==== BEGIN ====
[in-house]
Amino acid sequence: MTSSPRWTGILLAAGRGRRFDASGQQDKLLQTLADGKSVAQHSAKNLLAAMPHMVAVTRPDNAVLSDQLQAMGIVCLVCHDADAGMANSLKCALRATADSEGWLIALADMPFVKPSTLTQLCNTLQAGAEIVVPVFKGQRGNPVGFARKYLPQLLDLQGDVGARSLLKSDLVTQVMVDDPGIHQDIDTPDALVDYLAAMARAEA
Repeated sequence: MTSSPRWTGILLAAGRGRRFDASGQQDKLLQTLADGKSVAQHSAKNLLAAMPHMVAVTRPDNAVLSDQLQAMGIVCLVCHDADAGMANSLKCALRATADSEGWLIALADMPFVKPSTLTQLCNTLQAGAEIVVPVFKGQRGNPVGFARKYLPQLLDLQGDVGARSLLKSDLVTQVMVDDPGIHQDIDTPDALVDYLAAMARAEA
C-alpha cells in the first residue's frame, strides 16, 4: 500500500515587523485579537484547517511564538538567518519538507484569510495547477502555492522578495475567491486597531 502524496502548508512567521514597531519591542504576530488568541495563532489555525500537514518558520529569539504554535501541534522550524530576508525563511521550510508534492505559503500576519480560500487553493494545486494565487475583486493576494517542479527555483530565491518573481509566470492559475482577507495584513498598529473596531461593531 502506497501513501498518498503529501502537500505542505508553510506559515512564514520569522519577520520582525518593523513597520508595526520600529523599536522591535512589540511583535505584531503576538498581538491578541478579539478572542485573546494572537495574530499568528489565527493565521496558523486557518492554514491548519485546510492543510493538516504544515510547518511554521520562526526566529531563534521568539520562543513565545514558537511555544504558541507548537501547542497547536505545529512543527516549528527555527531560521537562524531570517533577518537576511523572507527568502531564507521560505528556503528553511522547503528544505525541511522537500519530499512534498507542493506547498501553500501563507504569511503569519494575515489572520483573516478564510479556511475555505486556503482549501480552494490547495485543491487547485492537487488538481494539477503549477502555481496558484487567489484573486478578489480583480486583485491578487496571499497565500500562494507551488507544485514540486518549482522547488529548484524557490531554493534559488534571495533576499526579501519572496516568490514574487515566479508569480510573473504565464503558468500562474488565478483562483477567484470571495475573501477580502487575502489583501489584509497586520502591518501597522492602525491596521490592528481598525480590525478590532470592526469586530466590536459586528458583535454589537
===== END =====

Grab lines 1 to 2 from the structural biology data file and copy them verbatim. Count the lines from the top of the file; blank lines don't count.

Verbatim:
[in-house]
Amino acid sequence: MTSSPRWTGILLAAGRGRRFDASGQQDKLLQTLADGKSVAQHSAKNLLAAMPHMVAVTRPDNAVLSDQLQAMGIVCLVCHDADAGMANSLKCALRATADSEGWLIALADMPFVKPSTLTQLCNTLQAGAEIVVPVFKGQRGNPVGFARKYLPQLLDLQGDVGARSLLKSDLVTQVMVDDPGIHQDIDTPDALVDYLAAMARAEA